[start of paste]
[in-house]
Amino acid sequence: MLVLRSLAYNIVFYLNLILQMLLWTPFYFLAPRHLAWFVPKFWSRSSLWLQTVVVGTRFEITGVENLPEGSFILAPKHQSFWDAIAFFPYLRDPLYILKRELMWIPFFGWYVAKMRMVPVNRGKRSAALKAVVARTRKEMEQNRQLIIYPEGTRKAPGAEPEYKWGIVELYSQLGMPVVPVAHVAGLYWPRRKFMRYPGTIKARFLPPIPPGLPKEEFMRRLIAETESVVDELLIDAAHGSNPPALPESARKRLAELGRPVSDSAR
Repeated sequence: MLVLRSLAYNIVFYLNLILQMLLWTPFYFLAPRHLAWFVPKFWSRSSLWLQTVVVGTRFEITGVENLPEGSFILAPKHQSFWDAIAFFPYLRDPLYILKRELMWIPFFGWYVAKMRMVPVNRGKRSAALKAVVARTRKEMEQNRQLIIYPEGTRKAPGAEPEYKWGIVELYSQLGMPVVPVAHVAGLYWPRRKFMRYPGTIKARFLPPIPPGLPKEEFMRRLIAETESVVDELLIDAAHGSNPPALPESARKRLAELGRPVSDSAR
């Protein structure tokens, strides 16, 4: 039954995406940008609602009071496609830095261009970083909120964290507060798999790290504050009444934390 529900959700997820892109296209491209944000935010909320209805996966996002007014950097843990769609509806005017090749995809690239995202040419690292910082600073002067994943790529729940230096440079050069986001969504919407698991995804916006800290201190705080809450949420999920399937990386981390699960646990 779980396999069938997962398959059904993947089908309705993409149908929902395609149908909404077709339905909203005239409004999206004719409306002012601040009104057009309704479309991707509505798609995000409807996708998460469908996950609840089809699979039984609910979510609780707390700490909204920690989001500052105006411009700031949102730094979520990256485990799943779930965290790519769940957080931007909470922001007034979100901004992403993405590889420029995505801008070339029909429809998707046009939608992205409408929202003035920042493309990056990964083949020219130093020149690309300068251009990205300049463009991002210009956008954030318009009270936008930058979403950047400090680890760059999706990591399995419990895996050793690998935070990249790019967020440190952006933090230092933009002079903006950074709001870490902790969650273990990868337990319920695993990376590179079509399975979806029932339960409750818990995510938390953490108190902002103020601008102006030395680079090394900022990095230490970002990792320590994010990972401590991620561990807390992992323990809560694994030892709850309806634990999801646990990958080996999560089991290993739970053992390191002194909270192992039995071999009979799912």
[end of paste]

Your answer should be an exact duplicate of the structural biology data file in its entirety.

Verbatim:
[in-house]
Amino acid sequence: MLVLRSLAYNIVFYLNLILQMLLWTPFYFLAPRHLAWFVPKFWSRSSLWLQTVVVGTRFEITGVENLPEGSFILAPKHQSFWDAIAFFPYLRDPLYILKRELMWIPFFGWYVAKMRMVPVNRGKRSAALKAVVARTRKEMEQNRQLIIYPEGTRKAPGAEPEYKWGIVELYSQLGMPVVPVAHVAGLYWPRRKFMRYPGTIKARFLPPIPPGLPKEEFMRRLIAETESVVDELLIDAAHGSNPPALPESARKRLAELGRPVSDSAR
Repeated sequence: MLVLRSLAYNIVFYLNLILQMLLWTPFYFLAPRHLAWFVPKFWSRSSLWLQTVVVGTRFEITGVENLPEGSFILAPKHQSFWDAIAFFPYLRDPLYILKRELMWIPFFGWYVAKMRMVPVNRGKRSAALKAVVARTRKEMEQNRQLIIYPEGTRKAPGAEPEYKWGIVELYSQLGMPVVPVAHVAGLYWPRRKFMRYPGTIKARFLPPIPPGLPKEEFMRRLIAETESVVDELLIDAAHGSNPPALPESARKRLAELGRPVSDSAR
């Protein structure tokens, strides 16, 4: 039954995406940008609602009071496609830095261009970083909120964290507060798999790290504050009444934390 529900959700997820892109296209491209944000935010909320209805996966996002007014950097843990769609509806005017090749995809690239995202040419690292910082600073002067994943790529729940230096440079050069986001969504919407698991995804916006800290201190705080809450949420999920399937990386981390699960646990 779980396999069938997962398959059904993947089908309705993409149908929902395609149908909404077709339905909203005239409004999206004719409306002012601040009104057009309704479309991707509505798609995000409807996708998460469908996950609840089809699979039984609910979510609780707390700490909204920690989001500052105006411009700031949102730094979520990256485990799943779930965290790519769940957080931007909470922001007034979100901004992403993405590889420029995505801008070339029909429809998707046009939608992205409408929202003035920042493309990056990964083949020219130093020149690309300068251009990205300049463009991002210009956008954030318009009270936008930058979403950047400090680890760059999706990591399995419990895996050793690998935070990249790019967020440190952006933090230092933009002079903006950074709001870490902790969650273990990868337990319920695993990376590179079509399975979806029932339960409750818990995510938390953490108190902002103020601008102006030395680079090394900022990095230490970002990792320590994010990972401590991620561990807390992992323990809560694994030892709850309806634990999801646990990958080996999560089991290993739970053992390191002194909270192992039995071999009979799912």